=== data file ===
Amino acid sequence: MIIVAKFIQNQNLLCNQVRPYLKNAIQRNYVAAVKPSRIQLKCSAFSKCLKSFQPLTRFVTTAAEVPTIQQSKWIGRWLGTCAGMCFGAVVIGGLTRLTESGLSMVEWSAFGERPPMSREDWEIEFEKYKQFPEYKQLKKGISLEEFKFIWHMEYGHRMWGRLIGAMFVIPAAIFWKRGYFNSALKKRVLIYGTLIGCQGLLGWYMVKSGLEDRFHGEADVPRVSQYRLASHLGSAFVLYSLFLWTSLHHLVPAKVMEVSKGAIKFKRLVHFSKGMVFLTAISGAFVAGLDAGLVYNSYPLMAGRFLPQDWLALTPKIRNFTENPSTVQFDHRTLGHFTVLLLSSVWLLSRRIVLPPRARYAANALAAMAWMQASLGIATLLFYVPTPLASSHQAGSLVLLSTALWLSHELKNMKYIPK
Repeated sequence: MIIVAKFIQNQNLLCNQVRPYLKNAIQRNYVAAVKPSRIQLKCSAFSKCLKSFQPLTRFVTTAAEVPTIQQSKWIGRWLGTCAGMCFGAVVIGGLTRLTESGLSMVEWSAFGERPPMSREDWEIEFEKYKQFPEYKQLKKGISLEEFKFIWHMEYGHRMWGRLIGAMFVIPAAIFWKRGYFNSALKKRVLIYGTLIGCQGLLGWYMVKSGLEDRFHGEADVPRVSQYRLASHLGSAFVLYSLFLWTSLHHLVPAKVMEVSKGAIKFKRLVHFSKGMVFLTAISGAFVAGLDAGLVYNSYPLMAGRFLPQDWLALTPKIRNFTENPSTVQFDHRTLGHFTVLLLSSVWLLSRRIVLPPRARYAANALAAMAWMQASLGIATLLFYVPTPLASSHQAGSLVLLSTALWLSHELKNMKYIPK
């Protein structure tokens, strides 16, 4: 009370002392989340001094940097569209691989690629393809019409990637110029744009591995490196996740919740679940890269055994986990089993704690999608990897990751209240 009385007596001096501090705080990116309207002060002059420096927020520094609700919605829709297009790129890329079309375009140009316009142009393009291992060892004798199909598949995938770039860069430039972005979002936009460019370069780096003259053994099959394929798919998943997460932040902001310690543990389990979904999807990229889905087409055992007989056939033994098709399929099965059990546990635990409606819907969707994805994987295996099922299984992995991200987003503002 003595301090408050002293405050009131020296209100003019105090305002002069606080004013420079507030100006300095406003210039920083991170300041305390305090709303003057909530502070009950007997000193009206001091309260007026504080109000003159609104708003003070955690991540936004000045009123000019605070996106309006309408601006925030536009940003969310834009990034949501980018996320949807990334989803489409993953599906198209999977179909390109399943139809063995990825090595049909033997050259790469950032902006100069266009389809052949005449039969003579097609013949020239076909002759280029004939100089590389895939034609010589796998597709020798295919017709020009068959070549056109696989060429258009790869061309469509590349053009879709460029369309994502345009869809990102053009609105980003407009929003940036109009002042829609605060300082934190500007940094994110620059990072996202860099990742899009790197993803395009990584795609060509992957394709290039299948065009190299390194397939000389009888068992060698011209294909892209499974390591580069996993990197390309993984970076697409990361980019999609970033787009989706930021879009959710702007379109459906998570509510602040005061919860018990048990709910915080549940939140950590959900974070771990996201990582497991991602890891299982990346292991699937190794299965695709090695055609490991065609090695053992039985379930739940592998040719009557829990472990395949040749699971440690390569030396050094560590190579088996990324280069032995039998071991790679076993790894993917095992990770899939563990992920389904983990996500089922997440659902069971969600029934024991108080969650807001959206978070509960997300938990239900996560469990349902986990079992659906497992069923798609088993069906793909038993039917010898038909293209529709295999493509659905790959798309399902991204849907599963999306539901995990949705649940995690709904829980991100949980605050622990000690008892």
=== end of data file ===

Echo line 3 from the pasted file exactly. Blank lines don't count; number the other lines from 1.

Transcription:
């Protein structure tokens, strides 16, 4: 009370002392989340001094940097569209691989690629393809019409990637110029744009591995490196996740919740679940890269055994986990089993704690999608990897990751209240 009385007596001096501090705080990116309207002060002059420096927020520094609700919605829709297009790129890329079309375009140009316009142009393009291992060892004798199909598949995938770039860069430039972005979002936009460019370069780096003259053994099959394929798919998943997460932040902001310690543990389990979904999807990229889905087409055992007989056939033994098709399929099965059990546990635990409606819907969707994805994987295996099922299984992995991200987003503002 003595301090408050002293405050009131020296209100003019105090305002002069606080004013420079507030100006300095406003210039920083991170300041305390305090709303003057909530502070009950007997000193009206001091309260007026504080109000003159609104708003003070955690991540936004000045009123000019605070996106309006309408601006925030536009940003969310834009990034949501980018996320949807990334989803489409993953599906198209999977179909390109399943139809063995990825090595049909033997050259790469950032902006100069266009389809052949005449039969003579097609013949020239076909002759280029004939100089590389895939034609010589796998597709020798295919017709020009068959070549056109696989060429258009790869061309469509590349053009879709460029369309994502345009869809990102053009609105980003407009929003940036109009002042829609605060300082934190500007940094994110620059990072996202860099990742899009790197993803395009990584795609060509992957394709290039299948065009190299390194397939000389009888068992060698011209294909892209499974390591580069996993990197390309993984970076697409990361980019999609970033787009989706930021879009959710702007379109459906998570509510602040005061919860018990048990709910915080549940939140950590959900974070771990996201990582497991991602890891299982990346292991699937190794299965695709090695055609490991065609090695053992039985379930739940592998040719009557829990472990395949040749699971440690390569030396050094560590190579088996990324280069032995039998071991790679076993790894993917095992990770899939563990992920389904983990996500089922997440659902069971969600029934024991108080969650807001959206978070509960997300938990239900996560469990349902986990079992659906497992069923798609088993069906793909038993039917010898038909293209529709295999493509659905790959798309399902991204849907599963999306539901995990949705649940995690709904829980991100949980605050622990000690008892």